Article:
The End of the Great 2019 Bahamian Adventure

I believe I left you about a month ago in the Abacos on a lowering tide without a paddle? My apologies. At that time, we were making plans to store Echoes for the season and I was making calls to realtors to sell my parents’ condo in Marco when things spun wildly out of control. To make a long story short, we rushed to Fort Pierce, Florida, put Echoes on the hard, bee lined to Marco and sold the condo.

But I can’t end the adventure with mundane land lubbers details. I want to tell you about the end of the voyage.

We hopped, skipped, jumped, sailed and back tracked through some familiar Abaco islands and discovered some new treasures along the way.

We gunkholed in an estuary off of Treasure Cay with hundreds of juvenile sea turtles. There is quite a bit of mystery and research about where sea turtles go after they hatch and run for their lives down the beach and into the sea. Well, I’d say a good number of them hide in this estuary of warm water, delicious sea grass and plenty of mangroves to hide in with only a few sharks to contend with.

Hershel Turtle popped his head out and quoted, “Behold the turtle. He makes progress only when he sticks his neck out.” James Bryant Conant 

Many of our best Bahamian friends made a special visit to bid us farewell. They wished us luck, told us to hurry back and quoted from the best. For instance, these Cormorants quoted Vince Lazzara: “God only gives you so many days but the ones you spend at sea don’t count against you”

And holding that thought, perhaps Dominic Dolphin said it best when he quoted Sir Francis Chichester: “Any damn fool can navigate the world sober. It takes a really good sailor to do it drunk.”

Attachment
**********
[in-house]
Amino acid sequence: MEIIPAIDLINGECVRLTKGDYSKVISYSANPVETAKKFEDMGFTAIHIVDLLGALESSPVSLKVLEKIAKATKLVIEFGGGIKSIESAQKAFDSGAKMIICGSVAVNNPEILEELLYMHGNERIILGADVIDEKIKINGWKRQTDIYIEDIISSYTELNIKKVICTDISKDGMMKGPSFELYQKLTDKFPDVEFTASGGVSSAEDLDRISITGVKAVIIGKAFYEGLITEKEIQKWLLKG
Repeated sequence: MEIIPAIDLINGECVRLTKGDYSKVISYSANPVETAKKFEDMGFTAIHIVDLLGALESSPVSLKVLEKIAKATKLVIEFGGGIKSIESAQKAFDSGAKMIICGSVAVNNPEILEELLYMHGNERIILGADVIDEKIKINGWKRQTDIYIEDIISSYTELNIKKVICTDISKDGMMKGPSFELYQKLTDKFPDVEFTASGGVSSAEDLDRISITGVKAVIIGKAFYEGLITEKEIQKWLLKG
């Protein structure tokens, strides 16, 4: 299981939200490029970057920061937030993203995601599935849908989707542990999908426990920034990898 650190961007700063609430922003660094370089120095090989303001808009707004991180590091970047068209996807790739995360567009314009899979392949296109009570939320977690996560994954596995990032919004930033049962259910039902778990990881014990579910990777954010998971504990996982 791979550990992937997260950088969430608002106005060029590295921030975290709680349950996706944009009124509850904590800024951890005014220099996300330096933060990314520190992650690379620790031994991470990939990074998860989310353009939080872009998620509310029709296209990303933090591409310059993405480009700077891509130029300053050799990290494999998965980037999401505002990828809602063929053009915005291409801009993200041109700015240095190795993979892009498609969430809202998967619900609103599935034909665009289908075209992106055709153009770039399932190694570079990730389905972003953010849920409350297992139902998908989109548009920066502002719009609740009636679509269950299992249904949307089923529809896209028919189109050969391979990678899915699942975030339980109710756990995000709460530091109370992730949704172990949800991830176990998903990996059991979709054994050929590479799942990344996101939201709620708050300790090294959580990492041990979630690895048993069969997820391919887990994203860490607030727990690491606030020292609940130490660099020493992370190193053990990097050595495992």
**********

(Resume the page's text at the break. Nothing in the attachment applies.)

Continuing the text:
Or the pod in the following video who took turns speaking the words of John F. Kennedy: “All of us have in our veins the exact same percentage of salt in our blood that exists in the ocean, and, therefore, we have salt in our blood, in our sweat, in our tears. We are tied to the ocean. And when we go back to the sea – whether it is to sail or to watch it – we are going back from whence we came.” Return to us! cried the dolphins as the darted away.

At last, we ended up in the northern Abacos at the uninhabited Double Breasted Cay to prepare for our voyage home.

We decided that rather than making several overnight stops to notoriously crappy anchorages with bumpy water that we would ride those bumpy waters while making way. In other words, we decided to sail twenty-one hours straight from Double Breasted Cay to Fort Pierce, Florida, crossing the gulf stream. We would take four hour sleeping shifts throughout the night. We spent a quiet night in Double Breasted, gunkholed and enjoyed the cays the following morning and left for Fort Pierce at about two in the afternoon as we wanted to come to Fort Pierce’s inlet at slack tide in the mid morning. The sky that night threw us the very best going away party we could have asked for.

There are three stories I want to tell you about the crossing. The first is that it was so calm that we had to engine almost the entire way. This is just fine. We were hoping for and planning on calm seas. But, it was so calm, that for our first time while underway, we grilled and made wonderful pork roast dinner along the way. It was plain fun.